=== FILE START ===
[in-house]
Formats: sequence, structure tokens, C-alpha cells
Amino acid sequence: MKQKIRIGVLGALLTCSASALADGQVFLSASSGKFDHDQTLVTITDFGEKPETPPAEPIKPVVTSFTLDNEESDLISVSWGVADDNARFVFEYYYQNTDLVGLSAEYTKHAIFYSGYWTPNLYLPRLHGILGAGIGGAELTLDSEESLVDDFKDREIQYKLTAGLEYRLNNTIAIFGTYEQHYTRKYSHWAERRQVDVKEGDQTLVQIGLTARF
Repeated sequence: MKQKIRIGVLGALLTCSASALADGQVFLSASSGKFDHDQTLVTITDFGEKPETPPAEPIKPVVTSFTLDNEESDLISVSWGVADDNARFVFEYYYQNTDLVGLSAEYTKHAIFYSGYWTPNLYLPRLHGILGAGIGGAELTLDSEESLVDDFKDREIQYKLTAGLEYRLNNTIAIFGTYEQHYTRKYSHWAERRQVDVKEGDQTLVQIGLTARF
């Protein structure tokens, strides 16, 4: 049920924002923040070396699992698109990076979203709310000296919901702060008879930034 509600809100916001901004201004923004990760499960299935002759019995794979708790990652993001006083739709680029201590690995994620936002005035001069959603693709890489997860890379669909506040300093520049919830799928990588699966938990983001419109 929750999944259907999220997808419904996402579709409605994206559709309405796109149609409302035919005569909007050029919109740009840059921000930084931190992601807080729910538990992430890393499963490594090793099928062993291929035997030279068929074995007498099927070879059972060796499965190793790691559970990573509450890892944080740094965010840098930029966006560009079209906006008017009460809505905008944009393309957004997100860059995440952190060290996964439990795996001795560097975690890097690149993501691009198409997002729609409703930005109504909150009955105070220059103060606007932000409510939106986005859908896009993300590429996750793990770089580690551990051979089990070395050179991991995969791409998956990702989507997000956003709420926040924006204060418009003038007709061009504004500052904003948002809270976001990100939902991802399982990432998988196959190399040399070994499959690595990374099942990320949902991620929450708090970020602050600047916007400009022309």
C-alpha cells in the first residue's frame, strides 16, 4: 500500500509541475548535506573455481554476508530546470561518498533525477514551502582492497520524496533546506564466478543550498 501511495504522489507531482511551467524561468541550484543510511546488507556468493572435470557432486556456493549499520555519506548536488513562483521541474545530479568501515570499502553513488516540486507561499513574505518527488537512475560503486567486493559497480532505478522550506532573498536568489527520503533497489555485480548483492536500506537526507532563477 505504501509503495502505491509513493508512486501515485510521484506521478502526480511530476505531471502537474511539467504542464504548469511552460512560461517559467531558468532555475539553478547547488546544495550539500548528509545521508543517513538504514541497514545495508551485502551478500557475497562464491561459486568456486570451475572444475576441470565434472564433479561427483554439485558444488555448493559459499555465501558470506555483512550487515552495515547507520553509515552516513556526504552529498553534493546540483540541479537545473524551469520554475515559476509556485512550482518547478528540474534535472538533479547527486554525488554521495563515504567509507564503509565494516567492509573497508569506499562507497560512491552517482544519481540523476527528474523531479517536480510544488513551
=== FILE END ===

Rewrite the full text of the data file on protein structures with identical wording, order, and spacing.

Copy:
[in-house]
Formats: sequence, structure tokens, C-alpha cells
Amino acid sequence: MKQKIRIGVLGALLTCSASALADGQVFLSASSGKFDHDQTLVTITDFGEKPETPPAEPIKPVVTSFTLDNEESDLISVSWGVADDNARFVFEYYYQNTDLVGLSAEYTKHAIFYSGYWTPNLYLPRLHGILGAGIGGAELTLDSEESLVDDFKDREIQYKLTAGLEYRLNNTIAIFGTYEQHYTRKYSHWAERRQVDVKEGDQTLVQIGLTARF
Repeated sequence: MKQKIRIGVLGALLTCSASALADGQVFLSASSGKFDHDQTLVTITDFGEKPETPPAEPIKPVVTSFTLDNEESDLISVSWGVADDNARFVFEYYYQNTDLVGLSAEYTKHAIFYSGYWTPNLYLPRLHGILGAGIGGAELTLDSEESLVDDFKDREIQYKLTAGLEYRLNNTIAIFGTYEQHYTRKYSHWAERRQVDVKEGDQTLVQIGLTARF
């Protein structure tokens, strides 16, 4: 049920924002923040070396699992698109990076979203709310000296919901702060008879930034 509600809100916001901004201004923004990760499960299935002759019995794979708790990652993001006083739709680029201590690995994620936002005035001069959603693709890489997860890379669909506040300093520049919830799928990588699966938990983001419109 929750999944259907999220997808419904996402579709409605994206559709309405796109149609409302035919005569909007050029919109740009840059921000930084931190992601807080729910538990992430890393499963490594090793099928062993291929035997030279068929074995007498099927070879059972060796499965190793790691559970990573509450890892944080740094965010840098930029966006560009079209906006008017009460809505905008944009393309957004997100860059995440952190060290996964439990795996001795560097975690890097690149993501691009198409997002729609409703930005109504909150009955105070220059103060606007932000409510939106986005859908896009993300590429996750793990770089580690551990051979089990070395050179991991995969791409998956990702989507997000956003709420926040924006204060418009003038007709061009504004500052904003948002809270976001990100939902991802399982990432998988196959190399040399070994499959690595990374099942990320949902991620929450708090970020602050600047916007400009022309």
C-alpha cells in the first residue's frame, strides 16, 4: 500500500509541475548535506573455481554476508530546470561518498533525477514551502582492497520524496533546506564466478543550498 501511495504522489507531482511551467524561468541550484543510511546488507556468493572435470557432486556456493549499520555519506548536488513562483521541474545530479568501515570499502553513488516540486507561499513574505518527488537512475560503486567486493559497480532505478522550506532573498536568489527520503533497489555485480548483492536500506537526507532563477 505504501509503495502505491509513493508512486501515485510521484506521478502526480511530476505531471502537474511539467504542464504548469511552460512560461517559467531558468532555475539553478547547488546544495550539500548528509545521508543517513538504514541497514545495508551485502551478500557475497562464491561459486568456486570451475572444475576441470565434472564433479561427483554439485558444488555448493559459499555465501558470506555483512550487515552495515547507520553509515552516513556526504552529498553534493546540483540541479537545473524551469520554475515559476509556485512550482518547478528540474534535472538533479547527486554525488554521495563515504567509507564503509565494516567492509573497508569506499562507497560512491552517482544519481540523476527528474523531479517536480510544488513551